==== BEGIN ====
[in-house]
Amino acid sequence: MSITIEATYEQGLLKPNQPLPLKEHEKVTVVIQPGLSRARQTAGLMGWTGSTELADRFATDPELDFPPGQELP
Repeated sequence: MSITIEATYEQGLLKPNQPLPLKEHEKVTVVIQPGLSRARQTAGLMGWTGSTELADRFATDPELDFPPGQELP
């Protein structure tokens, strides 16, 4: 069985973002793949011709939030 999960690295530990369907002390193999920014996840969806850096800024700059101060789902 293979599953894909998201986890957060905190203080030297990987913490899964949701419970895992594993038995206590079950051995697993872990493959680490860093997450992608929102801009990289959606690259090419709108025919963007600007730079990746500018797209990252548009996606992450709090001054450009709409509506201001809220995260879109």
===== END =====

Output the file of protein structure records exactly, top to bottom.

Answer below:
[in-house]
Amino acid sequence: MSITIEATYEQGLLKPNQPLPLKEHEKVTVVIQPGLSRARQTAGLMGWTGSTELADRFATDPELDFPPGQELP
Repeated sequence: MSITIEATYEQGLLKPNQPLPLKEHEKVTVVIQPGLSRARQTAGLMGWTGSTELADRFATDPELDFPPGQELP
């Protein structure tokens, strides 16, 4: 069985973002793949011709939030 999960690295530990369907002390193999920014996840969806850096800024700059101060789902 293979599953894909998201986890957060905190203080030297990987913490899964949701419970895992594993038995206590079950051995697993872990493959680490860093997450992608929102801009990289959606690259090419709108025919963007600007730079990746500018797209990252548009996606992450709090001054450009709409509506201001809220995260879109």